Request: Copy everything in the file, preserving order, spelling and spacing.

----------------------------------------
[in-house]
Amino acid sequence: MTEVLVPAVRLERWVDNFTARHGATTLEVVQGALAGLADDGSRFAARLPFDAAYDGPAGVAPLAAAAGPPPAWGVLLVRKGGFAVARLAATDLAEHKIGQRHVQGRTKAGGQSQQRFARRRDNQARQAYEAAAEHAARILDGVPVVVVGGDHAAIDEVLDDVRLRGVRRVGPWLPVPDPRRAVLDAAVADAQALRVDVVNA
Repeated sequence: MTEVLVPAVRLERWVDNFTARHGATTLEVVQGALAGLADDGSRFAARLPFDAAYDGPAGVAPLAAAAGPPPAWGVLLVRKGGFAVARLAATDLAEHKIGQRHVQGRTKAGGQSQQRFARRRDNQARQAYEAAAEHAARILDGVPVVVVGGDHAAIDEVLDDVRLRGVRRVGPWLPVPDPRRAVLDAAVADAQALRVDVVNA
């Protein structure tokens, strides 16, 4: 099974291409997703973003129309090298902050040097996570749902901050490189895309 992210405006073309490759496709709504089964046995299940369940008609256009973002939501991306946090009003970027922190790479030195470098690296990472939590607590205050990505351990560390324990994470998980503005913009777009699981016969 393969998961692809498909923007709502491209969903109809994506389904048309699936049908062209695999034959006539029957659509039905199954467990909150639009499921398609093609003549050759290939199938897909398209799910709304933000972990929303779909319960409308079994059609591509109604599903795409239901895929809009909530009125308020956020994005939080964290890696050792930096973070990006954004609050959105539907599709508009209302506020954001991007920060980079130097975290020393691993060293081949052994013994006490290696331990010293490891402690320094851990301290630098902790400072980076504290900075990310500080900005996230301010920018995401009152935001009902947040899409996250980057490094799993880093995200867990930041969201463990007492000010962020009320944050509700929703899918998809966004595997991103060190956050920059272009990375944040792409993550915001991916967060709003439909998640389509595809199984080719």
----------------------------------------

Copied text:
[in-house]
Amino acid sequence: MTEVLVPAVRLERWVDNFTARHGATTLEVVQGALAGLADDGSRFAARLPFDAAYDGPAGVAPLAAAAGPPPAWGVLLVRKGGFAVARLAATDLAEHKIGQRHVQGRTKAGGQSQQRFARRRDNQARQAYEAAAEHAARILDGVPVVVVGGDHAAIDEVLDDVRLRGVRRVGPWLPVPDPRRAVLDAAVADAQALRVDVVNA
Repeated sequence: MTEVLVPAVRLERWVDNFTARHGATTLEVVQGALAGLADDGSRFAARLPFDAAYDGPAGVAPLAAAAGPPPAWGVLLVRKGGFAVARLAATDLAEHKIGQRHVQGRTKAGGQSQQRFARRRDNQARQAYEAAAEHAARILDGVPVVVVGGDHAAIDEVLDDVRLRGVRRVGPWLPVPDPRRAVLDAAVADAQALRVDVVNA
């Protein structure tokens, strides 16, 4: 099974291409997703973003129309090298902050040097996570749902901050490189895309 992210405006073309490759496709709504089964046995299940369940008609256009973002939501991306946090009003970027922190790479030195470098690296990472939590607590205050990505351990560390324990994470998980503005913009777009699981016969 393969998961692809498909923007709502491209969903109809994506389904048309699936049908062209695999034959006539029957659509039905199954467990909150639009499921398609093609003549050759290939199938897909398209799910709304933000972990929303779909319960409308079994059609591509109604599903795409239901895929809009909530009125308020956020994005939080964290890696050792930096973070990006954004609050959105539907599709508009209302506020954001991007920060980079130097975290020393691993060293081949052994013994006490290696331990010293490891402690320094851990301290630098902790400072980076504290900075990310500080900005996230301010920018995401009152935001009902947040899409996250980057490094799993880093995200867990930041969201463990007492000010962020009320944050509700929703899918998809966004595997991103060190956050920059272009990375944040792409993550915001991916967060709003439909998640389509595809199984080719």